In 2004, two Israeli researchers, Avi Assor and Guy Roth, joined Edward L. Deci, a leading American expert on the psychology of motivation, in asking more than 100 college students whether the love they had received from their parents had seemed to depend on whether they had succeeded in school, practiced hard for sports, been considerate toward others or suppressed emotions like anger and fear.

It turned out that children who received conditional approval were indeed somewhat more likely to act as the parent wanted. But compliance came at a steep price. First, these children tended to resent and dislike their parents. Second, they were apt to say that the way they acted was often due more to a “strong internal pressure” than to “a real sense of choice.” Moreover, their happiness after succeeding at something was usually short-lived, and they often felt guilty or ashamed.

In a companion study, Dr. Assor and his colleagues interviewed mothers of grown children. With this generation, too, conditional parenting proved damaging. Those mothers who, as children, sensed that they were loved only when they lived up to their parents’ expectations now felt less worthy as adults. Yet despite the negative effects, these mothers were more likely to use conditional affection with their own children.

This July, the same researchers, now joined by two of Dr. Deci’s colleagues at the University of Rochester, published two replications and extensions of the 2004 study. This time the subjects were ninth graders, and this time giving more approval when children did what parents wanted was carefully distinguished from giving less when they did not.

The studies found that both positive and negative conditional parenting were harmful, but in slightly different ways. The positive kind sometimes succeeded in getting children to work harder on academic tasks, but at the cost of unhealthy feelings of “internal compulsion.” Negative conditional parenting didn’t even work in the short run; it just increased the teenagers’ negative feelings about their parents.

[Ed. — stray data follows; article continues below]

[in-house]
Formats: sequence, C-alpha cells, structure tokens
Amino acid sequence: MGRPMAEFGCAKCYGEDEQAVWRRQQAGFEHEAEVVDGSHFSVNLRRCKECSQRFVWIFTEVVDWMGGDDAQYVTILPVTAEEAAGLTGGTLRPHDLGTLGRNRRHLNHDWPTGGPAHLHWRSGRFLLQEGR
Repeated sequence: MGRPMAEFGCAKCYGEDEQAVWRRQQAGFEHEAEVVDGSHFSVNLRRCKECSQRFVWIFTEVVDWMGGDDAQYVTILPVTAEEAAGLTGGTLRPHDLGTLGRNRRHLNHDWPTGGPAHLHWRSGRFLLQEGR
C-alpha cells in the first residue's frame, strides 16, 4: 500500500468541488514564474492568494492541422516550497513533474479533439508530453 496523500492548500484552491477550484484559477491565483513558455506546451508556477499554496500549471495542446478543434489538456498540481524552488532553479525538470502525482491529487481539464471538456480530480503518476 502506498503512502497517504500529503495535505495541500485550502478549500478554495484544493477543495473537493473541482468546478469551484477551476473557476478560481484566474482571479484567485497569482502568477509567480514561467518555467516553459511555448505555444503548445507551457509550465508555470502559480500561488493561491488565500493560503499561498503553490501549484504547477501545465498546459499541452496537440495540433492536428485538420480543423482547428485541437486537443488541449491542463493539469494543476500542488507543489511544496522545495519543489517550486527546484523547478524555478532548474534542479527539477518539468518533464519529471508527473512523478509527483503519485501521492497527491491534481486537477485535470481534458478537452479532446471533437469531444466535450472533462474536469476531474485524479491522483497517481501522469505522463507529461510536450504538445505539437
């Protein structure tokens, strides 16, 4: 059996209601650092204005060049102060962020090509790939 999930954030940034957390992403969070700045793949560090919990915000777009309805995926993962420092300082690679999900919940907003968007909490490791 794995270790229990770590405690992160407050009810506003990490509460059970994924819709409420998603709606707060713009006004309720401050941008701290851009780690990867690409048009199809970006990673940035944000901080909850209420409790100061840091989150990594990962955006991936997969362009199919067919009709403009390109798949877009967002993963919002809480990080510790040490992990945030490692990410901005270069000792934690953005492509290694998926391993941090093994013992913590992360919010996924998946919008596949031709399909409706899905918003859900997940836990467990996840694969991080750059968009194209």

What these and other studies tell us, if we’re able to hear the news, is that praising children for doing something right isn’t a meaningful alternative to pulling back or punishing when they do something wrong. Both are examples of conditional parenting, and both are counterproductive.

The child psychologist Bruno Bettelheim, who readily acknowledged that the version of negative conditional parenting known as time-out can cause “deep feelings of anxiety,” nevertheless endorsed it for that very reason. “When our words are not enough,” he said, “the threat of the withdrawal of our love and affection is the only sound method to impress on him that he had better conform to our request.”

But the data suggest that love withdrawal isn’t particularly effective at getting compliance, much less at promoting moral development. Even if we did succeed in making children obey us, though — say, by using positive reinforcement — is obedience worth the possible long-term psychological harm? Should parental love be used as a tool for controlling children?

Deeper issues also underlie a different sort of criticism. Albert Bandura, the father of the branch of psychology known as social learning theory, declared that unconditional love “would make children directionless and quite unlovable” — an assertion entirely unsupported by empirical studies. The idea that children accepted for who they are would lack direction or appeal is most informative for what it tells us about the dark view of human nature held by those who issue such warnings.

In practice, according to an impressive collection of data by Dr. Deci and others, unconditional acceptance by parents as well as teachers should be accompanied by “autonomy support”: explaining reasons for requests, maximizing opportunities for the child to participate in making decisions, being encouraging without manipulating, and actively imagining how things look from the child’s point of view.